Tuesday, December 14, 2010

christmas, yule, & yulemas!

In following the pagan path, do we automatically have to give up our more mainstream holiday traditions?

Coming from a Western Christian world, this of course is primarily related to the Christian tradition of Christmas. (Don't get me started on the the non-Christianess of it all... that's a whole other topic)! Now obviously, given all the pagan elements incorporated into this holiday, we could argue that it is, for all intents and purposes, not an exclusively Christian holiday at all, and as such, I'm still fully entitled to rejoice in the joys of this season.

Which is great, 'cause I love me some Christmas!

But isn't so great, because Yule is still very different than Christmas, you know? And ironically, in many ways, I find Yule a far more spiritually evocative celebration that the mass family festivities that go along with Christmas.

Don't get me wrong, watching my family celebrate is lovely, but watching my covenmates light their candles in the circle was transcendent. And they don't compare one with the other.

Which brings me to a larger conundrum in life as I attempt to bring my mundane life and my spiritual life together and think about the ways that one day, when I decide to have children with my partner, how I'm going to combine these 2 into the lessons that will shape my children's lives.

And the answer so far: Yulemas. I'm going to work to bring the best of both worlds into my life, and into the lives of the family around me, in subtle and sometimes not so subtle ways.

Tuesday, October 26, 2010

post fluffy consumerism

I recently visited a local metaphysical store. I haven’t been there in years.

Really.

Years.

(Did I mention that I’ve been away from the path for a long time)?
I have to say, I was actually quite disappointed upon my return. Honestly. Most of the stuff at the store was just useless junk. The question is, was it always this way and younger fluffy self was just too enamoured of the "mysticalness" of it all or have things really changed that much?

Honestly? Has anyone else had this experience?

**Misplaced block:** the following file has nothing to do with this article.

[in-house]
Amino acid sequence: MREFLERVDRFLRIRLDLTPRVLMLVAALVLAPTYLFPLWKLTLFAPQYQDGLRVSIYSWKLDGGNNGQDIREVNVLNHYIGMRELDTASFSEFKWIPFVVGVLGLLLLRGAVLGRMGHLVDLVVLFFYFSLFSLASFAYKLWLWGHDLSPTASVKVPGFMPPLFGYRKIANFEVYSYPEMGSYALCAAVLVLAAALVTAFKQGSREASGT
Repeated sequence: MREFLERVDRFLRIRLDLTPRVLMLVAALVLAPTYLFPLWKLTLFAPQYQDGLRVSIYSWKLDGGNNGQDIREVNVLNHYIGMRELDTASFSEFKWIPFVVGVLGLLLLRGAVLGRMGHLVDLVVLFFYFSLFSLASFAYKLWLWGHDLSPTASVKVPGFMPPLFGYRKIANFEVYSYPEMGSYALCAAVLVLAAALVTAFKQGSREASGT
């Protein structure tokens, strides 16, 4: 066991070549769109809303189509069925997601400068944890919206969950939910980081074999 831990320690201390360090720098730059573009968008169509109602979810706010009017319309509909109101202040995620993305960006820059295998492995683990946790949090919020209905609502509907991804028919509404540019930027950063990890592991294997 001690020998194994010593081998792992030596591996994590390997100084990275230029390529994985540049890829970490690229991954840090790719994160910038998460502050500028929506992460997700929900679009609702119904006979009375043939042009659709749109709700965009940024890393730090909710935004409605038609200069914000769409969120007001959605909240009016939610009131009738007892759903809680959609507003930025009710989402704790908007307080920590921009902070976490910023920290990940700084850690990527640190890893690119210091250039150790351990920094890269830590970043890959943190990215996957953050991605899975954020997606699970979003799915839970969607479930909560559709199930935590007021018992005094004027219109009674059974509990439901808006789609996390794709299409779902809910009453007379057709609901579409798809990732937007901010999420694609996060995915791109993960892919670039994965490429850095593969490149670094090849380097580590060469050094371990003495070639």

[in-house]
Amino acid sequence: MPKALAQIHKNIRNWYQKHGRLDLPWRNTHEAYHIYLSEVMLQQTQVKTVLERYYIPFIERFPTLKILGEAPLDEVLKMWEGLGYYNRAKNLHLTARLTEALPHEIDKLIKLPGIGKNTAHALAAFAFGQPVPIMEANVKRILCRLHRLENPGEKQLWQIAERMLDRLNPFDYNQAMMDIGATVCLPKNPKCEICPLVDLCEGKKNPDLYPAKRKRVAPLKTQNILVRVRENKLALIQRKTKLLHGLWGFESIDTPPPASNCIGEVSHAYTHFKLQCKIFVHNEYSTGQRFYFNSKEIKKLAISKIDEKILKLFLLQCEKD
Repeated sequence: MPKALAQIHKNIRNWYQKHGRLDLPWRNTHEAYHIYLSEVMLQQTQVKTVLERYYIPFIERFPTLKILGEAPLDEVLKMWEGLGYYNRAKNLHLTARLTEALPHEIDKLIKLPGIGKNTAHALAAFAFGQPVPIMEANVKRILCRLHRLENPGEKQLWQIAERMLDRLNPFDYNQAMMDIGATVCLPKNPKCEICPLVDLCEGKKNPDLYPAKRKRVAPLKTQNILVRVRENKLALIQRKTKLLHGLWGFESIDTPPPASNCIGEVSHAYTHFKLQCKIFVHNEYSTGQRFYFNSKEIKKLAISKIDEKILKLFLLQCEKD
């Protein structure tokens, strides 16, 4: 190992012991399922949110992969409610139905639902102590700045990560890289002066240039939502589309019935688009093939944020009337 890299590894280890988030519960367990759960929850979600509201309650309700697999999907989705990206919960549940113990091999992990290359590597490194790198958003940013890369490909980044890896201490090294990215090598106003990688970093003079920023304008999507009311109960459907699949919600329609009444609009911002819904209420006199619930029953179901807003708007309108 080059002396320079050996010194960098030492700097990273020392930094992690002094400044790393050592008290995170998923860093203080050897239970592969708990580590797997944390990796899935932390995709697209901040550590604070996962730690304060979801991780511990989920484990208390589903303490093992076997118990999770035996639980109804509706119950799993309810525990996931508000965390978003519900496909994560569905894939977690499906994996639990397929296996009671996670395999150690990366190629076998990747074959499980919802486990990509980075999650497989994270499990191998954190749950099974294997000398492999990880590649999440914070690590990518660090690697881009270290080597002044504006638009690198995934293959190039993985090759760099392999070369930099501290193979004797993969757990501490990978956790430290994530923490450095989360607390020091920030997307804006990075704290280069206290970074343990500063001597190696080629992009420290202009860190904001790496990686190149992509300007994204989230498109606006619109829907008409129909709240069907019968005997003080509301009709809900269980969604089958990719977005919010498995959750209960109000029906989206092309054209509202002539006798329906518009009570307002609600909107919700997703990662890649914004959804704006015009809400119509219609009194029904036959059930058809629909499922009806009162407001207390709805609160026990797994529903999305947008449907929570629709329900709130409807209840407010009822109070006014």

Maybe I'm just jaded with the celtic sarongs turned altar cloths and am looking for things that are simpler but higher quality? I don't need any more fairies or dragons or to be dripping with pentacles (not that I ever was...)

I just honestly don't have much use for the items in stock. And while I want to support local stores, I am finding it harder and harder to do because so much of the stuff that I would really use isn't actually found in my local metaphysical store.

Has anyone else had this experience?

Thursday, September 30, 2010

Numerology and the Tarot: Six ( 6 )

http://www.angelpaths.com/numerology/numerintro.html

http://accessnewage.com/articles/Tarot/Tarot3.htm

Wednesday, September 29, 2010

Coming out of the broom closet: Are you in or out?

As I return to my practice and devote myself to this lifestyle, I am often confronted with the decision to disclose or not to disclose my spiritual beliefs and practices. In my 20s, my response to this issue was to loudly decry any opposition and flaunt my heathen ways. Now, a more tempered 30 something, I find myself much more reticent about sharing my spiritual beliefs with others. And there are many reasons why.

First:

There are just some things that don’t go over so well around the water cooler and in order to maintain my neutrality and professional authority in my job, well, disclosure isn’t such a great idea.

However, that said, I can’t help but ask why. I have a colleague who proudly wears her cross around her neck, clearly identifying as Christian, and another who is Jewish, is absent for all the high Jewish holidays and is active in her community. I, on the other hand, play the neutral agnostic card in these discussions, shying away from any marker of religion.

I have come to the conclusion that there are 2 reasons that I don’t announce my beliefs:

Because I actually kind of hate having religion flaunted in my face (and I will freely admit that this stems from years of heated debate with Christians and a general sense of anger towards Christianity’s hypocrisy (which is different than saying all Christians are hypocrites) towards tolerating others’ religions). And because the fluffy bunny new age pagan identity that is so prevalent out in society makes me cringe at the thought of being taken in such a way. I want to be taken seriously in life and maintain the certain amount of professional credibility that I have been able to carve out for myself in my career.

Second:

My extended family and their community are very, very, very Christian. Don’t get me wrong, I don’t particularly care about their faith, other than to say that I respect their beliefs and love my partner enough to not want to cause undue/unneccessary family woes when there is no need to do so.

Thursday, September 16, 2010